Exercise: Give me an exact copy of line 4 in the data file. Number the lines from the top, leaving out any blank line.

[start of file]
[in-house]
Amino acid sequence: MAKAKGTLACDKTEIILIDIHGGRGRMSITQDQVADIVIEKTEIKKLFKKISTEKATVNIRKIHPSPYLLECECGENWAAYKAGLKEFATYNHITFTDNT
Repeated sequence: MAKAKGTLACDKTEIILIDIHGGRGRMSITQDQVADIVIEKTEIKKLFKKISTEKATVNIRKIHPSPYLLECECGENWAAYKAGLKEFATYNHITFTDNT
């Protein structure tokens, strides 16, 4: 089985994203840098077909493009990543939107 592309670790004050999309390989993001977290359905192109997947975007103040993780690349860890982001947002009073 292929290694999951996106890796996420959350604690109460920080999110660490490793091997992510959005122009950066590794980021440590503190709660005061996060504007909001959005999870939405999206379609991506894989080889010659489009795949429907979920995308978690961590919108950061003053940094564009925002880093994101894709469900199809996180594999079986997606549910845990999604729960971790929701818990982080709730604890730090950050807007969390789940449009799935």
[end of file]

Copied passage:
């Protein structure tokens, strides 16, 4: 089985994203840098077909493009990543939107 592309670790004050999309390989993001977290359905192109997947975007103040993780690349860890982001947002009073 292929290694999951996106890796996420959350604690109460920080999110660490490793091997992510959005122009950066590794980021440590503190709660005061996060504007909001959005999870939405999206379609991506894989080889010659489009795949429907979920995308978690961590919108950061003053940094564009925002880093994101894709469900199809996180594999079986997606549910845990999604729960971790929701818990982080709730604890730090950050807007969390789940449009799935």